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COMM 361 (Thornton-Sides)

COMM 361 (Thornton-Sides)

Choosing Websites on the Open Web - Using the CRAAP+ Test for Evaluation

CRAAP Test For Evaluating Websites

More Thoughts on Evaluating Websites


Here are some other more indepth things to think about as you critically evaluate your information sources.  


+Plus: How is the information impacted by the dominant culture? 

  • Who benefits from the story that is being told?
  • Whose voices, concerns, and experiences are included? Whose are excluded?
  • What assumptions are made? What unexamined beliefs does the author appear to have? What is the author unconscious/unaware of? 
  • What power dynamics are at work?

Original CRAAP Test created by Chico State Librarians. Plus questions inspired by the work of Angela Pashia.

Going a Step Beyond CRAAP

The CRAAP Test is a great way to do some basic evaluation of a source. But often when you're evaluating a webpage, CRAAP is not enough because you can't find all the information you need on the page itself - you need to leave the page and do some additional research about the organization, the author, or the claims being made.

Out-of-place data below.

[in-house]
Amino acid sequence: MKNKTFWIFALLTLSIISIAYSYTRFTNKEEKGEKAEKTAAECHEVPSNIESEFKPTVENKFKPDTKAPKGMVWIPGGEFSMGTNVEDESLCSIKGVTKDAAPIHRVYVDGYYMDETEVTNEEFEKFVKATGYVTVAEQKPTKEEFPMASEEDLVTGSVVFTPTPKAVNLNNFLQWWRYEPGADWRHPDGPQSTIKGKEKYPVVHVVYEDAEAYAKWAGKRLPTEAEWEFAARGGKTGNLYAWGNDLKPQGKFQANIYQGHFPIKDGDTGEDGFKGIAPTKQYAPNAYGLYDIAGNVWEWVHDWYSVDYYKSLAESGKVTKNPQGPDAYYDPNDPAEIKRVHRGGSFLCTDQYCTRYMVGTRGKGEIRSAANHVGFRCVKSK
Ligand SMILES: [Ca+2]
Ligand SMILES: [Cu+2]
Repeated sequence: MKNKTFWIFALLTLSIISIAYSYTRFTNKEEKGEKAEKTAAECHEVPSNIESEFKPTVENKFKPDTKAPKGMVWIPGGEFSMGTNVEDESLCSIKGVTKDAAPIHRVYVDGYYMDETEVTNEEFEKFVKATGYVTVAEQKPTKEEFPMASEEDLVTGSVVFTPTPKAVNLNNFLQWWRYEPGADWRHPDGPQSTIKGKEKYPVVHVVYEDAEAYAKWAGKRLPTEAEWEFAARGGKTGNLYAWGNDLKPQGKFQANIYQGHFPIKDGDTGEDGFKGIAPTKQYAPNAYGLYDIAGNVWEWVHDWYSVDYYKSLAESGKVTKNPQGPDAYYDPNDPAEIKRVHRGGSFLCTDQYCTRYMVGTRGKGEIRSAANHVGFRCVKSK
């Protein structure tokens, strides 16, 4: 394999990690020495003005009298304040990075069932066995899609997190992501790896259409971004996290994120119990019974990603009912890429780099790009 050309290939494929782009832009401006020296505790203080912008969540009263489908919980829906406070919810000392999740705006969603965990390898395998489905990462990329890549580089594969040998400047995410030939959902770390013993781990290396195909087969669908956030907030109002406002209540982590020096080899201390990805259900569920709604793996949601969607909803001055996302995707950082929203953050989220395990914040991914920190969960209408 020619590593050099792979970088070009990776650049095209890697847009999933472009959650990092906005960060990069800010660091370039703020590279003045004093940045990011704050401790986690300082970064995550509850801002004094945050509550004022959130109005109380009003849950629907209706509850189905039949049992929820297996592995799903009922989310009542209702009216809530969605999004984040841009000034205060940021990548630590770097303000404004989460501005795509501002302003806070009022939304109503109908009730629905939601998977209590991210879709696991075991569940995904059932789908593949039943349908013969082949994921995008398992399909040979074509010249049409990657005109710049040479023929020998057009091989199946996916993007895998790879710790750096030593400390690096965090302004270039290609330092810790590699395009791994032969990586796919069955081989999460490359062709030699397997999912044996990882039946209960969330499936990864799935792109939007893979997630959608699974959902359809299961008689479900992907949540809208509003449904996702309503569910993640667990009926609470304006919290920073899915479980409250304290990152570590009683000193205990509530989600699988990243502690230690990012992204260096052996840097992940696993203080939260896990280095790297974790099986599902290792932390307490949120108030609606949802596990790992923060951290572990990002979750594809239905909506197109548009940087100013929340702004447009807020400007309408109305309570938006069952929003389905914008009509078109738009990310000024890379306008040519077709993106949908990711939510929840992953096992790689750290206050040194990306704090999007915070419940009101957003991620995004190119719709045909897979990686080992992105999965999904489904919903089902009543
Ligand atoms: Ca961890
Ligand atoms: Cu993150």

Mike Caulfield's free ebook Web Literacy for Student Fact-Checkers suggest four ways to fact-check sources that go beyond the CRAAP test: 

  1. Check for previous work When researching a claim, see if a reputable fact-checking organization like or Snopes has already de-bunked it
  2. Go upstream to find the source Does the article you're reading refer to a study, aPew research survey, an expert opinion, or some other outside source? Hop onto the library's OneSearch database or Google and see if you can find that original source!
  3. Read laterally See what others are writing and saying about the author, the organization, and/or the claim being made. 
  4. Circle back Stuck? Go back to the webpage you're trying to evaluate, take stock of what you know so far, and try a different approach. 

Think hard about what you find on the open web (what you track down through Google). Who wrote it? Why? Is the website up to date? Does the information measure up to what you are finding in books and articles? Use the lists below for ideas on how to evaluate this information for college research.

How Wikipedia Works

This video describes how Wikipedia works as an information resource. It offers advice on how college students can use Wikipedia, as well as why they will want to dig deeper.